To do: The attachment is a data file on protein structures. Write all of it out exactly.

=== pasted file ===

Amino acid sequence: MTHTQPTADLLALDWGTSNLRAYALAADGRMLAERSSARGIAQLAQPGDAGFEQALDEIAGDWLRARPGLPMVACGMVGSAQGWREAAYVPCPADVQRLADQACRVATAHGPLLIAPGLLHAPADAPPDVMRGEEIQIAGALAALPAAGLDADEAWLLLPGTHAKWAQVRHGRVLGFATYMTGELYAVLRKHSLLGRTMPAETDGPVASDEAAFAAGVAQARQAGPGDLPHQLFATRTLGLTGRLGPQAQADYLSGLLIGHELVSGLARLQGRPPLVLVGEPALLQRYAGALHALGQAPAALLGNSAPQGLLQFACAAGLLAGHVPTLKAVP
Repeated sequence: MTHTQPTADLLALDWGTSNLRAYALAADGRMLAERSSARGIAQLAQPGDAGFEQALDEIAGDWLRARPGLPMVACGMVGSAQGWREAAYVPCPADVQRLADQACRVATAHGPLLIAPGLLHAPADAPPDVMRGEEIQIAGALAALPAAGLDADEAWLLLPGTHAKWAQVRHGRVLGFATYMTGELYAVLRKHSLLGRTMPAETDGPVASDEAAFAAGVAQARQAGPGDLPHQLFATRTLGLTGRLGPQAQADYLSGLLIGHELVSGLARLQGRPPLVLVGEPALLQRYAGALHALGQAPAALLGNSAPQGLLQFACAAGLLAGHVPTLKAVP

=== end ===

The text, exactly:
Amino acid sequence: MTHTQPTADLLALDWGTSNLRAYALAADGRMLAERSSARGIAQLAQPGDAGFEQALDEIAGDWLRARPGLPMVACGMVGSAQGWREAAYVPCPADVQRLADQACRVATAHGPLLIAPGLLHAPADAPPDVMRGEEIQIAGALAALPAAGLDADEAWLLLPGTHAKWAQVRHGRVLGFATYMTGELYAVLRKHSLLGRTMPAETDGPVASDEAAFAAGVAQARQAGPGDLPHQLFATRTLGLTGRLGPQAQADYLSGLLIGHELVSGLARLQGRPPLVLVGEPALLQRYAGALHALGQAPAALLGNSAPQGLLQFACAAGLLAGHVPTLKAVP
Repeated sequence: MTHTQPTADLLALDWGTSNLRAYALAADGRMLAERSSARGIAQLAQPGDAGFEQALDEIAGDWLRARPGLPMVACGMVGSAQGWREAAYVPCPADVQRLADQACRVATAHGPLLIAPGLLHAPADAPPDVMRGEEIQIAGALAALPAAGLDADEAWLLLPGTHAKWAQVRHGRVLGFATYMTGELYAVLRKHSLLGRTMPAETDGPVASDEAAFAAGVAQARQAGPGDLPHQLFATRTLGLTGRLGPQAQADYLSGLLIGHELVSGLARLQGRPPLVLVGEPALLQRYAGALHALGQAPAALLGNSAPQGLLQFACAAGLLAGHVPTLKAVP